Today was no different. I decided to try a few locations. I started in LaSalle Marina in Burlington, one of my favourite birding spots this winter, hoping to hear and maybe see a Pine Warbler. I found nothing but House Sparrows, ducks and swans, although there was a nice flock of Tree Swallows flying about. I next returned to the Saltfleet area, where I had seen Short-eared Owls one evening with a gaggle of other birders, and searched for Pectoral Sandpipers along 5th Road East. The most likely place for them turned up, not Sandpipers, but nesting Killdeers. Nice but not what I was looking for. Perhaps the Sandpipers had just been migrating through that day. No worries. I've been shut out before on these bird chases and I try not to let discourage me. I did see more Tree Swallows and Brown-headed Cowbirds, along the way, as I headed over to Fifty Point Conservation Area.
There seems to be no real paths or trails in Fifty Point, just some wooded areas and I had to bushwhack my way through the spiked branches and the thorns of wild rose bushes to find the birds I was looking for. It started off very slowly and even though I heard a few birds, I saw nothing. Sometimes I feel like a very bad birder. People report birds in locations, I go to said locations and see no sign of any birds. But I always keep in mind, "Your patience will be rewarded," and besides I paid $9.00 to get into the park and was going to get my money's worth, even if the high winds were making me sway back and forth and nearly topple over as I peered through my binoculars on uneven ground.
I played the call of the Fox Sparrow in hopes of getting it to show, but instead I called in Yellow-rumped Warblers, American Goldfinches, Song Sparrows and Dark-eyed Juncos. I eventually found my way out of the bush and searched in a clearing by the lake and was rewarded, without the use of bird calls, a nice look at the Fox Sparrow. At least I'd have one bird for my $9.00, windburn and thorny scrapes.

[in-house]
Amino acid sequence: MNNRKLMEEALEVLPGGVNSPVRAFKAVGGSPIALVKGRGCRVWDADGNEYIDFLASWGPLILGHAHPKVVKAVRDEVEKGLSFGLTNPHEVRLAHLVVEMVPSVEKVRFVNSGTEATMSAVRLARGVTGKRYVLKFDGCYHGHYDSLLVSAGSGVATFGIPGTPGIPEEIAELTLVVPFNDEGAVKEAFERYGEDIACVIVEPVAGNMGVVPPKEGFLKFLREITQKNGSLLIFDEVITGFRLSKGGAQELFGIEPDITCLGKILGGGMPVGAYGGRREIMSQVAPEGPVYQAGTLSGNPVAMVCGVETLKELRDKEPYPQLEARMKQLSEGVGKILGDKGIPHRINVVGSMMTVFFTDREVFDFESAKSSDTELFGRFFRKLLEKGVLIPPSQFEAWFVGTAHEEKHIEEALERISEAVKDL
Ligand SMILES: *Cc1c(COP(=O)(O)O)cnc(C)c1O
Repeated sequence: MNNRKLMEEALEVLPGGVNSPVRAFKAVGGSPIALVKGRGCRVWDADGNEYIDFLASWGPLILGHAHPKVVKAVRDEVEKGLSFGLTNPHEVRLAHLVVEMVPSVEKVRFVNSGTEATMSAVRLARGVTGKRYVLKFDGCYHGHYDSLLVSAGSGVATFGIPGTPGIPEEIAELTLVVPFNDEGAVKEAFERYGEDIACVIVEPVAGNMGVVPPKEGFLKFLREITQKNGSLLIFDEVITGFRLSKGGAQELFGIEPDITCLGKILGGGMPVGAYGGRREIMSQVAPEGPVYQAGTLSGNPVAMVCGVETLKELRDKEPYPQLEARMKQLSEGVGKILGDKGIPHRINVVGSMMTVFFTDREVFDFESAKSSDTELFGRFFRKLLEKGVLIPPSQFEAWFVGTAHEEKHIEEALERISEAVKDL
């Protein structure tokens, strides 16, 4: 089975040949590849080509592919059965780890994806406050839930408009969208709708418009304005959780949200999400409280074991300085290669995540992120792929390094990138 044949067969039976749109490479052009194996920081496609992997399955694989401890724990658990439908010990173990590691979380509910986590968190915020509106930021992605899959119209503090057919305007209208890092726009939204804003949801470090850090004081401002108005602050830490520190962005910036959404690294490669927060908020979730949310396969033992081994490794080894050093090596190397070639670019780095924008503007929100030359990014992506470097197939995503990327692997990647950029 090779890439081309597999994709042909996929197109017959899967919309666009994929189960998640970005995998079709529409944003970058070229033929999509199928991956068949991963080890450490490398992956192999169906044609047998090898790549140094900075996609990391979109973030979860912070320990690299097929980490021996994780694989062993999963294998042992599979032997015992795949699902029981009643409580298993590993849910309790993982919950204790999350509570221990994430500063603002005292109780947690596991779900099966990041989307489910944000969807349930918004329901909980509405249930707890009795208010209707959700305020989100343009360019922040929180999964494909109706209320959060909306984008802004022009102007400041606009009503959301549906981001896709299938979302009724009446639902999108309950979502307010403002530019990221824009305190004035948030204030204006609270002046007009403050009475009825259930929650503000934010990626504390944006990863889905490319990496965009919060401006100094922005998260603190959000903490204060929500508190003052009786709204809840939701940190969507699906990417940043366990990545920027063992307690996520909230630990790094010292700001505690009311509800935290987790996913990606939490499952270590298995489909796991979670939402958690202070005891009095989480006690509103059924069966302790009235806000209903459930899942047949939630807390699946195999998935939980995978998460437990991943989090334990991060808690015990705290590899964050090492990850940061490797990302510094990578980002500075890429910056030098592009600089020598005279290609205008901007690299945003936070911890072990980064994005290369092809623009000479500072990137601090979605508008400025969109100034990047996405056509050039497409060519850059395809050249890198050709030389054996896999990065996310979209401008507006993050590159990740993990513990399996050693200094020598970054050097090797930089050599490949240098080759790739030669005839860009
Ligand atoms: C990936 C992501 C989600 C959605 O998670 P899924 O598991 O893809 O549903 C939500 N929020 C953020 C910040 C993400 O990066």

I continued on back into the bush again and along the way got a nice look at an Eastern Phoebe before finally finding another of the birds I had set my sights on, a Brown Creeper. I had a nice look at it as I knelt on the ground with my binoculars, trying not to fall over, but it continued on with it's creepy business and I didn't see it again for a photo. By this time it started to feel like rain was coming on, so I headed back to the car just as the sky started to spit.
One more stop before I had to head home, and that was to Edgelake Park in Stoney Creek, for one last shot at a Hermit Thrush. I found the park easily enough and walked the paths, but it seemed like there were no birds around. I moved over to the other side of the park and this time had to make my way through a wooded area to find the source of the bird calls. I did see two turtles and a Belted Kingfisher, along with a male Cardinal, but not much else, until I moved further into the woods. There, under a long was a likely candidate for my thrush. I waited at a safe distance and yes, it jumped up on a log and revealed itself as the Hermit Thrush. Alas I didn't get to hear it sing, as I hear it could give candidates on American Idol a run for their money in the beautiful voice department. It's also the state bird of Vermont, if you need the answer to a trivia question next time you're in New England.
I ended where I began in LaSalle Marina thinking maybe the Pine Warbler would be out for an afternoon Warbler, but again, it left me wanting. I did see a lovely Blue-grey Gnatcatcher along with a Downy Woodpecker, giving me 27 species for the day,(after a very slow start), and 3 more Big Year Birds, bringing me to 306.
Birds seen in Niagara on April 16, 2012: